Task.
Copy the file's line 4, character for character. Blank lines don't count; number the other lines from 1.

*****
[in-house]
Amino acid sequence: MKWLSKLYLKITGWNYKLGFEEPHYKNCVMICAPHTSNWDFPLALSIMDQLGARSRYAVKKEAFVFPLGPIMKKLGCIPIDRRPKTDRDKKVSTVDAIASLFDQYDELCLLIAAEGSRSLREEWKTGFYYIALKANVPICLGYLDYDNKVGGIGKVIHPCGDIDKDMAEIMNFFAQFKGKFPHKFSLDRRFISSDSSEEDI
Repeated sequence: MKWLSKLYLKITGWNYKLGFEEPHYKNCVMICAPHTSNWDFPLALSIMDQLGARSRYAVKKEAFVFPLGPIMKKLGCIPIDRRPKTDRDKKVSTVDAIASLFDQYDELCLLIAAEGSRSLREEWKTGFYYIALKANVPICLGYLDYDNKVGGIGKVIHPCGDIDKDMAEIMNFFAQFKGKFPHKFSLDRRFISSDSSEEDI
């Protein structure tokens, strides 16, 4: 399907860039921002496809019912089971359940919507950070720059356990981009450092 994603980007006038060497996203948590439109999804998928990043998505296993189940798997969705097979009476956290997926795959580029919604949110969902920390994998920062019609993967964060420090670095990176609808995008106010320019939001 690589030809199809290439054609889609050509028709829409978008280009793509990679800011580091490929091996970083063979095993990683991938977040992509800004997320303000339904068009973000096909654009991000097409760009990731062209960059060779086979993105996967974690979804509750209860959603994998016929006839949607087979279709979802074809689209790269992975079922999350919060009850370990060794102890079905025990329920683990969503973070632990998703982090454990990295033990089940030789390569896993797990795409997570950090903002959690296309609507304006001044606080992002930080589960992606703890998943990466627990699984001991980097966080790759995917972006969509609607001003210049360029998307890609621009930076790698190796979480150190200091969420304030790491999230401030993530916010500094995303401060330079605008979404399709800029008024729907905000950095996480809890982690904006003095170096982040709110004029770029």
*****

């Protein structure tokens, strides 16, 4: 399907860039921002496809019912089971359940919507950070720059356990981009450092 994603980007006038060497996203948590439109999804998928990043998505296993189940798997969705097979009476956290997926795959580029919604949110969902920390994998920062019609993967964060420090670095990176609808995008106010320019939001 690589030809199809290439054609889609050509028709829409978008280009793509990679800011580091490929091996970083063979095993990683991938977040992509800004997320303000339904068009973000096909654009991000097409760009990731062209960059060779086979993105996967974690979804509750209860959603994998016929006839949607087979279709979802074809689209790269992975079922999350919060009850370990060794102890079905025990329920683990969503973070632990998703982090454990990295033990089940030789390569896993797990795409997570950090903002959690296309609507304006001044606080992002930080589960992606703890998943990466627990699984001991980097966080790759995917972006969509609607001003210049360029998307890609621009930076790698190796979480150190200091969420304030790491999230401030993530916010500094995303401060330079605008979404399709800029008024729907905000950095996480809890982690904006003095170096982040709110004029770029």